Despite the above mentioned normative having the potential to have a significant and positive impact on the integration of beneficiaries of international protection, until recently such provision has been implemented only on an occasional basis, mostly by single universities that have autonomously recognized qualifications even in the absence of original certificates.

In 2017, the Council of Europe launched the European Qualifications Passport for Refugees (EQPR) through a pilot project involving four countries, including Italy, as well as the UNHCR. The purpose of the EQPR is to provide a methodology for assessing refugees’ qualifications even when these cannot be fully documented and to have the assessment accepted across borders. It provides an assessment of higher education qualifications based on available documentation and a structured interview. It also presents information on the applicant’s work experience and language proficiency. The document provides reliable information for integration and progression towards employment and admission to further studies. In Italy, the EQPR has been used mainly as an instrument for access to higher education, giving refugees with adequate qualifications the possibility to enrol in academic programmes. So far, 143 interviews have been conducted and 49 EQPR holders are studying at Italian higher education institutions. This has been made possible thanks to a systemic approach, with the support of the Ministry of University and Research, the coordination of CIMEA (the Italian ENIC), and the active involvement of 34 higher education institutions in the National Coordination for the Evaluation of Refugee Qualifications (CNVQR). Since 2020, the EQPR was accepted among the documents allowing holders to apply for the university scholarships offered to refugees or international protection holders managed by the Conference of Italian University Rectors (CRUI) with the Italian Ministry of the Interior and the National Association of the bodies for the right to higher education (ANDISU). CRUI received 207 applications, and 96 out of the 100 scholarships available were awarded to students now enrolled in Italian universities. Of these, 11 are EQPR holders.[8]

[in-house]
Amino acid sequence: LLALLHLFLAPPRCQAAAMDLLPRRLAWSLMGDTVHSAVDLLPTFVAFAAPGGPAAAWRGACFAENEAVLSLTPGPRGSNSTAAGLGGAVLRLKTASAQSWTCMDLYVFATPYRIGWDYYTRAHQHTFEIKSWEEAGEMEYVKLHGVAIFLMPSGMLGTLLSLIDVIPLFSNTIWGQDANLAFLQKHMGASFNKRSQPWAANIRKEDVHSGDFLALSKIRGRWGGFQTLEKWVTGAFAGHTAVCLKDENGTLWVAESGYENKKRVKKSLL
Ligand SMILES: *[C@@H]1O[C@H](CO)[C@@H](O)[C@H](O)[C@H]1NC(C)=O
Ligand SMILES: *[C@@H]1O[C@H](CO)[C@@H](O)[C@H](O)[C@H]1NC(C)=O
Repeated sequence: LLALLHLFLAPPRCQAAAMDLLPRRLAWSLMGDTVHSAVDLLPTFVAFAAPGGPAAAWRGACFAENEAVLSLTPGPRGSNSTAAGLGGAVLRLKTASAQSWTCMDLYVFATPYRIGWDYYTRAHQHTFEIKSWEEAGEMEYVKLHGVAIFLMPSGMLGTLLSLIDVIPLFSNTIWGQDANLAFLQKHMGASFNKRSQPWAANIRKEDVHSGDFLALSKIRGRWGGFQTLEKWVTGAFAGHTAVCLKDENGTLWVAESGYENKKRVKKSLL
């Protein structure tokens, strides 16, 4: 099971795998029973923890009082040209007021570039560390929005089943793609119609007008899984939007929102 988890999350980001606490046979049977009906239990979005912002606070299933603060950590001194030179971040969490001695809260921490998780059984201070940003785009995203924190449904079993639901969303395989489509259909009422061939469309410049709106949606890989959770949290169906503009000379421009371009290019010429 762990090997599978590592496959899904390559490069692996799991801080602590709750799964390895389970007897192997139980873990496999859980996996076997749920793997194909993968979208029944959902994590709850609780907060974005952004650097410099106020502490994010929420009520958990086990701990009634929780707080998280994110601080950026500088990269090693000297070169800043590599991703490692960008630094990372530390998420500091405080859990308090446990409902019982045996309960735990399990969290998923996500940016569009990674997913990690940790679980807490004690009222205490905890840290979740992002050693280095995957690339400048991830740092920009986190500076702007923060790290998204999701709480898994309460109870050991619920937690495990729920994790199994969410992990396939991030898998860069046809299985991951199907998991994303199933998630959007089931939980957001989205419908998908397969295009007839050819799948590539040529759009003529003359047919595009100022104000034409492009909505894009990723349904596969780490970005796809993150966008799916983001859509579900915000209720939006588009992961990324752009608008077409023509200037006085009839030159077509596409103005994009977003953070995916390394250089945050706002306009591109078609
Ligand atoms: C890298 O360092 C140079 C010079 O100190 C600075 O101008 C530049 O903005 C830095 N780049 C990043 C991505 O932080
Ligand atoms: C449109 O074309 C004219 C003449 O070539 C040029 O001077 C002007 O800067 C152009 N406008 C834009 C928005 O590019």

[1] Article 38 TUI; Article 45 PD 394/1999.

[2] Article 45(2) PD 394/1999.

[3] Article 192(3) LD 297/1994.

[4] For more information, see ASGI, Minori stranieri e diritto all’istruzione e alla formazione professionale. Sintesi della normativa vigente e delle indicazioni ministeriali, ASGI, March 2014, available at http://bit.ly/2kHi5Sf.

[5] Article 26 Qualification Decree.

[6] Article 26 Qualification Decree.

[7] Information Centre on Academic Mobility and Equivalence (Cimea), Recognition of qualifications held by refugees, available at: https://bit.ly/3Ijdxfj.

[8] University World News, Opening up education opportunities for refugee scholars, 27 March 2021, available at: https://bit.ly/363MZBD; Council of Europe (CoE), European Qualifications Passport for Refugees, https://www.coe.int/en/web/education/recognition-of-refugees-qualifications; ASGI, Recognition of academic and employment qualifications of refugees, 27 January 2020, ​​available at: https://bit.ly/3u3DFpi.

Table of contents

  • Statistics
  • Overview of the legal framework
  • Overview of the main changes since the previous report update
  • Asylum Procedure
  • Reception Conditions
  • Detention of Asylum Seekers
  • Content of International Protection
  • ANNEX I – Transposition of the CEAS in national legislation